By Emelie Rutherford
Lawmakers have denied the Pentagon the ability to shift funds to cover six requested "new start" efforts detailed in a lengthy omnibus reprogramming request sent to Capitol Hill in July.
The Pentagon last week released the results of the reprogramming request–originally totaling $3 billion and signed by Deputy Defense Secretary Gordon England July 11–that some lawmakers started grumbling about soon after receiving. The 70-page document was reviewed by the Senate and House appropriations and defense committees, who rejected $557.7 million worth of requested money shifts. According to the Oct. 1 final reprogramming action, lawmakers took a scalpel to requests for new starts (Defense Daily, July 22, July 25).
A significant Pentagon proposal to reprogram $32 million to Air Force research and developm accounts for buying one C-27 aircraft for U.S. Special Operations Command (SOCOM) to modify as an AC-XX gunship prototype was rejected by three of the four panels–the House Appropriations Committee (HAC), House Armed Services Committee (HASC), and Senate Armed Services Committee (SASC).
SOCOM wanted the gunship capability for Air Force Special Operations Command to provide precision-fire and close-air support for special operation ground forces in theater, the thwarted request for the new-start effort states.
"Greater than expected utilization rates are stressing the AC-130 fleet," it says about the rejected money-shift proposal. "This prototype will serve as a risk mitigation effort to field a new platform to operate in austere locations, with increased operational flexibility, and a smaller support trail of manpower and logistics."
The HAC and SASC also denied a new-start request to reprogram $11.4 million to defense-wide R&D for feasibility studies and engineering analyses "to enhance the mission capability of special operations forces (SOF) aviation," including studies to support the AC-XX gunship.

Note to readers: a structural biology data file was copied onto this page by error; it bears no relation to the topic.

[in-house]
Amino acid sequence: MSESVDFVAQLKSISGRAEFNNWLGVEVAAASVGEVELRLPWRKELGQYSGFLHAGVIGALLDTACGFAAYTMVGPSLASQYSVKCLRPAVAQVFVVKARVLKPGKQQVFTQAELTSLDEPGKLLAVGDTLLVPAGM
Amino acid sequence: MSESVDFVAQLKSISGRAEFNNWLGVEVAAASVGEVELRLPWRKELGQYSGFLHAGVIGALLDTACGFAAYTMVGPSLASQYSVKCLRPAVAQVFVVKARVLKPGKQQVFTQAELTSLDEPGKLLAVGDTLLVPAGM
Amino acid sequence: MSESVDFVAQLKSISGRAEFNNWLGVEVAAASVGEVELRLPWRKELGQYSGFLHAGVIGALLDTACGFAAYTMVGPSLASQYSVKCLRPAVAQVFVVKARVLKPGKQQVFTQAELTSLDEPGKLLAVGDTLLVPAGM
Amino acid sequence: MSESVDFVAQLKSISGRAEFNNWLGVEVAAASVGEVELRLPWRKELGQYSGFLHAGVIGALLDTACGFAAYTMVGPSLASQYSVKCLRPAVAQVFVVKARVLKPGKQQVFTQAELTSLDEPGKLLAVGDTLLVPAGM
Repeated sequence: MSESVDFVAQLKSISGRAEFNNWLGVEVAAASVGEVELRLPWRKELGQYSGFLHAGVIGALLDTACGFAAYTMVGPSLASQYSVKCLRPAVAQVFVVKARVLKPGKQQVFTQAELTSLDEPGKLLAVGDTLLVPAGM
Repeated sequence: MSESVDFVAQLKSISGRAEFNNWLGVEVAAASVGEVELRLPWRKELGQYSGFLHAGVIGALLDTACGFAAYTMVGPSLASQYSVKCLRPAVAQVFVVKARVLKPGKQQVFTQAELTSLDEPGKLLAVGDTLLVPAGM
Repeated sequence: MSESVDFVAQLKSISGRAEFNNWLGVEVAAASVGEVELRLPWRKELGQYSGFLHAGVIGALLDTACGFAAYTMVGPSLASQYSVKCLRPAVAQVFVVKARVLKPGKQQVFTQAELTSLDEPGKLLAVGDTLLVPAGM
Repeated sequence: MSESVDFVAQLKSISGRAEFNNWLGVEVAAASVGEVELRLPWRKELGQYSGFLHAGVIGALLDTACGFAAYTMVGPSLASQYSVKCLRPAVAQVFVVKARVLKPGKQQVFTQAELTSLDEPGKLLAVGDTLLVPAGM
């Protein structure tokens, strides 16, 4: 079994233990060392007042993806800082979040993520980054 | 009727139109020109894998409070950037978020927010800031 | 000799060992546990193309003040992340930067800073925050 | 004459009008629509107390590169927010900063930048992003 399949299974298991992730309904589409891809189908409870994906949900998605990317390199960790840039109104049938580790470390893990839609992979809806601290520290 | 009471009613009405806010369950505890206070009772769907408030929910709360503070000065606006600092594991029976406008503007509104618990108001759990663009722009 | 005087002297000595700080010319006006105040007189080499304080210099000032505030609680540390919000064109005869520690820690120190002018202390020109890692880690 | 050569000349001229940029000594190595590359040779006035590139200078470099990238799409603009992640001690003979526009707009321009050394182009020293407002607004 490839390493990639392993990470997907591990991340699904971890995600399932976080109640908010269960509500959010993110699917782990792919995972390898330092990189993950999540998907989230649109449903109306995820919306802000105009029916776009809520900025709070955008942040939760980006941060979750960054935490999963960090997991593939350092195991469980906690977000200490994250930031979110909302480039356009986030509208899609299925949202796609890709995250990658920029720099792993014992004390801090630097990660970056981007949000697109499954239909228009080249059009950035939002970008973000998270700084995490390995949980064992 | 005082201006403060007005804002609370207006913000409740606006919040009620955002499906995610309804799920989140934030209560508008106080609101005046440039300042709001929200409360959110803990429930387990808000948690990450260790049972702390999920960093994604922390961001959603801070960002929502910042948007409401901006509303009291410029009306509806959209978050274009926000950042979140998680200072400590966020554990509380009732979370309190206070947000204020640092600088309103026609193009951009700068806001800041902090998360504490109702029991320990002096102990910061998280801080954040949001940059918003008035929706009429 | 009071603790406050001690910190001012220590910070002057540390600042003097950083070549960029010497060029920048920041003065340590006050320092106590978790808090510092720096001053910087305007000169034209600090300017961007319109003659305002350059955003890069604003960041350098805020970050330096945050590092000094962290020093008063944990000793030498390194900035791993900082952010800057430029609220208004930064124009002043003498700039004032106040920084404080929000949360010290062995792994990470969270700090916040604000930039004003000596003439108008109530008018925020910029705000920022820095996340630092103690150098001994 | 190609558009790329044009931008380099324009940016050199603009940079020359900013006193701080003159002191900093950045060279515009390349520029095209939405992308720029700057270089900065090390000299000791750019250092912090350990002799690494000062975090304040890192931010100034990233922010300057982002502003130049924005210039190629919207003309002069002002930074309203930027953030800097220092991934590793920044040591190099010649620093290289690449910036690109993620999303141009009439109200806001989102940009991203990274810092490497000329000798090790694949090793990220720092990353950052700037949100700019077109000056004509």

In addition, the Senate Appropriations Committee (SAC) denied a new-start request to shift $23.9 million to Air Force procurement, in order to replace aircraft that relay communications data in theater with six commercially available PC-12 aircraft. This aircraft-replacement request resulted from a Joint Urgent Operational Need (JUON) request from U.S. Central Command (CENTCOM).
"This critical ongoing communications relay mission is presently being performed using C-130 and E-6B aircraft," the July reprogramming request states. "However, these aircraft are needed to support other OEF/OIF missions, making more efficient use of their capabilities. To cease diverting these aircraft requires PC-12 replacements to continue this critical national security mission."
The Senate panel also deleted a related new-start request, also spurred by the JUON, to shift $21.3 million to Air Force procurement for replacing current airborne Beyond-Line- of-Sight (BLOS) command-and-control communications platforms with "more efficient, cost-effective capability." This effort would have modified the PC-12 planes so they can carry the communications payload.
Both the SAC and SASC denied a $30 million reprogramming for Air Force R&D to bolster Defense Threat Reduction Agency (DTRA) efforts to develop potential solutions for the Hard and Deeply Buried Target Defeat System. The proposed system is intended to provide a global-strike capability not available now.
The SAC also denied sending $3 million in reprogrammed funds to Navy R&D for non-recurring engineering services for the Link 16 capability in the Multi-functional Information Distribution System–Low Volume (MIDS-LVT). This was labeled as a new start.
The omnibus reprogramming request initially sought to reprogram $2.6 billion in fiscal year 2008, $399 million in FY ’07, and $17.4 million in FY ’06 monies. Lawmakers cut the FY ’08 total by $470 million, reduced the FY ’07 request by $87.7 million, and did not change the FY ’06 amount. The approved reprogrammings, thus, total $2.49 billion.